I toyed with the idea of climbing the island’s volcano if the next day was too windy to paddle. The views would be spectacular. But by Sunday afternoon when I considered camping on a beach at its base it was already blowing hard enough to make me think a climb was out of the questions. I would need to remain close to my kayak and campsite.
I set up camp in a delightful small canyon on a mixture of sand and gravel. It offered shelter from everything but the wildest, full-on, west wind… and deep recesses in the nearby cliffs offered day-long shade.
As I explored nearby beaches, there was no doubt a storm was about to hit. Fast moving belts of fog moved across the island and out in the channel. Clouds gathered. It was soon dark and ominous above the peninsula, and the wind came stronger from the west. By sundown, increasingly mindful it might rain, especially when I saw lightning flashes above the peninsula mountains to the west, I put the rainfly on the tent.
Trying to sleep I was increasingly buffeted as the night wore on. I slept off and on wondering how bad a storm this would be.
It was bad. There was no escaping the wind which did come blasting as a “full-on, west wind.”
Next morning, gusts came sweeping across the sea and howled into my campsite. Concerned the tent might blow away or be ripped apart, I dropped it to the ground and loaded dozens of stones and pieces of heavy wood on top. I placed the kayak broadside in front of it to give added protection. But that didn’t work. The kayak was being blown toward the tent. I had to face it into the wind to stop it moving.
A short hike on top of the cliffs made me glad I wasn’t attempting to climb the steep 1500-foot volcano—I could barely stay upright.
By nightfall I tried to erect the tent properly but gave up and just crawled inside the wildly flapping “body” bag. At least it would keep the mice and the scorpions off. During a lull an hour later I emerged and got the tent poles in place. No pegs would hold. With the tent being continuously tugged and violently snapped I rolled over to the door side and got what sleep I could, using my body weight to hold it down.
Supposedly the wind would ease in the night and be moderate by morning. I hoped so, but I began to imagine the “what if” the wind blew for days. I hadn’t seen anyone on the island or even close to it. I began to wish I’d brought more water. Normally I kayak with a hand pump desalinator, but I’d left it thinking it unnecessary if I take four gallons of water and several beers and sodas. The water I carried was finite. To make it last, there’d be no more tea and coffee, and I’d be cutting down on what I ate.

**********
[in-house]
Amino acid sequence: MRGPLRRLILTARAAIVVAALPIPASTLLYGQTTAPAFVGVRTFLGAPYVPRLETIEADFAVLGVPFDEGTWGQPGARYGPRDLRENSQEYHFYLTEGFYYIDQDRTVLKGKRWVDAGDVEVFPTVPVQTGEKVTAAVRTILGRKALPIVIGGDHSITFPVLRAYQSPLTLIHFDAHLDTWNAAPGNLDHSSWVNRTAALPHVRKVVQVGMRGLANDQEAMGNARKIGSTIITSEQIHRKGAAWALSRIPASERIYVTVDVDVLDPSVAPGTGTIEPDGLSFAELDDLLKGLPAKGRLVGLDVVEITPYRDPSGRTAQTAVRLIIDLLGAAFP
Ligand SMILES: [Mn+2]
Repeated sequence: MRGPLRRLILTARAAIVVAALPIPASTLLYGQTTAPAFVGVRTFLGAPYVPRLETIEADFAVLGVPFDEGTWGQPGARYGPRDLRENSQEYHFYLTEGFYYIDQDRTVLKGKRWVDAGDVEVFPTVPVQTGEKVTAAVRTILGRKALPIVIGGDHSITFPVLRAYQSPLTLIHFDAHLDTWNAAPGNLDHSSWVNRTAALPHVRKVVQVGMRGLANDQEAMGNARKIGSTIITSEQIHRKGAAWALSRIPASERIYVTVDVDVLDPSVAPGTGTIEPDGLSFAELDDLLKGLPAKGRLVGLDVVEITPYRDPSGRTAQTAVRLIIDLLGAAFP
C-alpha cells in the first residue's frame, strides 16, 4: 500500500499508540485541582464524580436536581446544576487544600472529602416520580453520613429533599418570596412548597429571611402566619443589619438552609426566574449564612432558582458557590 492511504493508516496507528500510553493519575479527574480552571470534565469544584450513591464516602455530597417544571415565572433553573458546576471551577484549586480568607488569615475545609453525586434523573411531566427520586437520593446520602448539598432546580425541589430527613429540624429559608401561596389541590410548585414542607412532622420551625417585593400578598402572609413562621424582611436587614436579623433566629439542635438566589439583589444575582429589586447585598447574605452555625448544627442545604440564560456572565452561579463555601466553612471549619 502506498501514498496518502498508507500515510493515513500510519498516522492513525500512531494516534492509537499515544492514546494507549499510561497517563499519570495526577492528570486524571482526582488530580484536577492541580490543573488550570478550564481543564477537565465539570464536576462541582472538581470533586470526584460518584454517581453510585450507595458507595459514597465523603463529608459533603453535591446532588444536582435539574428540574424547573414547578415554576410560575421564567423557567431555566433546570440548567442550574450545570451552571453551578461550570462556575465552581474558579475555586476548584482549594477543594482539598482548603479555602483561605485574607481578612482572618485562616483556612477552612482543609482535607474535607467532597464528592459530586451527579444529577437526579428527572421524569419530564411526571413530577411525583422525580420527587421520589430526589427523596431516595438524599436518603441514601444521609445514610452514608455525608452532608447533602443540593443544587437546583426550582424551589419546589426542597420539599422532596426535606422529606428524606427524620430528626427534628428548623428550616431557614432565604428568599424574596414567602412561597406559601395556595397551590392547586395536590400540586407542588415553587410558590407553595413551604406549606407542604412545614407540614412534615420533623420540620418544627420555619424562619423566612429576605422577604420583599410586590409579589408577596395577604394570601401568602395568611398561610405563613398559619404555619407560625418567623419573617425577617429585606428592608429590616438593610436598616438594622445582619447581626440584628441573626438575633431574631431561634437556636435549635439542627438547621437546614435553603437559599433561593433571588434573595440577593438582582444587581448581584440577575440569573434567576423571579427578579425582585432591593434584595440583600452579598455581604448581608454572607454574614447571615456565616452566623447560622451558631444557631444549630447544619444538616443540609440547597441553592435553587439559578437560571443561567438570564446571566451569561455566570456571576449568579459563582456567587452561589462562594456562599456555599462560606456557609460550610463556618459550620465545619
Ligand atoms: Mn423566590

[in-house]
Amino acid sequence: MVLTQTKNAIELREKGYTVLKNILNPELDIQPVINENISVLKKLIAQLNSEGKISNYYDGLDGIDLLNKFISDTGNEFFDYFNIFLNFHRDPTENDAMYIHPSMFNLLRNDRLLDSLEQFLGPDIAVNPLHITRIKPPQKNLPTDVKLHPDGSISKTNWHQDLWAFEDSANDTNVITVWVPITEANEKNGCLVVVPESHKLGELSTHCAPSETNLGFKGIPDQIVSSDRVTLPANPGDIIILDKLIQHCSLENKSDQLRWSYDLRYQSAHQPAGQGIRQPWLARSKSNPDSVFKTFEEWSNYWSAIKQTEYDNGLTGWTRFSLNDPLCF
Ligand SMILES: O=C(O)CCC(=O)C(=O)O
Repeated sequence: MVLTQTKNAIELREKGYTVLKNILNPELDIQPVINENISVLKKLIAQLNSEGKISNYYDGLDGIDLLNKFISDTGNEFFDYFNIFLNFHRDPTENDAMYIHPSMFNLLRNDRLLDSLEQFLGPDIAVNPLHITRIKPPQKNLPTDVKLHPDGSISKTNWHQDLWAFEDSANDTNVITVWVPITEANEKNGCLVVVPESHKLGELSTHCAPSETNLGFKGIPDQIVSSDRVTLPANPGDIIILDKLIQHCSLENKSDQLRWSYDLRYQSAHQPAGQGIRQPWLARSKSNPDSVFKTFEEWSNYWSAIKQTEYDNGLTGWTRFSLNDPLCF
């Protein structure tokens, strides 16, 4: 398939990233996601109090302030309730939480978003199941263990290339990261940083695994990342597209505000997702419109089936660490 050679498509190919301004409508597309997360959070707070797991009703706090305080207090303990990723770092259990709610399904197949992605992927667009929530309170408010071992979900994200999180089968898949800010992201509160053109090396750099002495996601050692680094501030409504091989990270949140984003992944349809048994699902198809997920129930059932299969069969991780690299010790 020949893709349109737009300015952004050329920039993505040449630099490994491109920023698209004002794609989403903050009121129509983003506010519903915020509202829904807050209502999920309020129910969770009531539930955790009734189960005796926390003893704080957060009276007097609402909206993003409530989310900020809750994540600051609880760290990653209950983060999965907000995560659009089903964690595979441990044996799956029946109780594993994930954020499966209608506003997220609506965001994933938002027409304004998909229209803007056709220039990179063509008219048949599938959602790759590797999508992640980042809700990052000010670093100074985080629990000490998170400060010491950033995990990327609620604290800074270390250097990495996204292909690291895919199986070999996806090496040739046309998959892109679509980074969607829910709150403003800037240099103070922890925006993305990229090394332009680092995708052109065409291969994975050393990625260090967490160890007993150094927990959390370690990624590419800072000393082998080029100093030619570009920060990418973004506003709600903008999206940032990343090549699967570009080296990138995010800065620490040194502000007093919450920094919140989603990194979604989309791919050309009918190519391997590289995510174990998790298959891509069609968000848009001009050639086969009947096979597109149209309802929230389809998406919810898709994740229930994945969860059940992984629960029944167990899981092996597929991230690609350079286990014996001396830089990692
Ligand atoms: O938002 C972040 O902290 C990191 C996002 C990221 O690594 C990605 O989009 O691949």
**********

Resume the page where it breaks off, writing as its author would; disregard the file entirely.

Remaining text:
Mercifully, the wind did ease in the night and by Tuesday morning I was packing and loading, ready to face the passage back. There’d be a bit of a headwind but I was motivated. I paddled south for a while, staying close to the island, getting a sense of the conditions and ready to run into the lagoon if necessary.
Then I decided to go for it and “sprint” back over to the peninsula. Head down I paddled non-stop. It was blue and clear above me but I did notice a huge dust cloud covering the south end of the bay, and hoped that didn’t portend violent weather soon to hit.
What I most feared however, especially as I approached the peninsula, was finding the headwind too much to paddle against and being forced to return to the island.
Forty minutes of hard paddling and I was safely over, rounding Punta La Gringa. When I headed out there were about six vehicles at La Gringa. Now it looked deserted. No doubt the wind had driven all the campers away.
From La Gringa I worked my way seven or eight miles south towards town. I followed close to shore back past the military base and all the familiar hotels, homes, and camping areas. The wind had shifted to the east, occasionally sending waves of warm water in my lap. I hardly even noticed. I was ecstatic… knowing I could pick up drinking water if necessary.
My last rest stop was in the calm waters inside the sand spit at the lighthouse at Punta Arenas. Then I ran with the wind back to where I’d set out from, south of town, four days and about 30 miles earlier.
As incredible as Smith Island was, I was going to really appreciate having a house securely around me, a nice shower, and a good night’s sleep.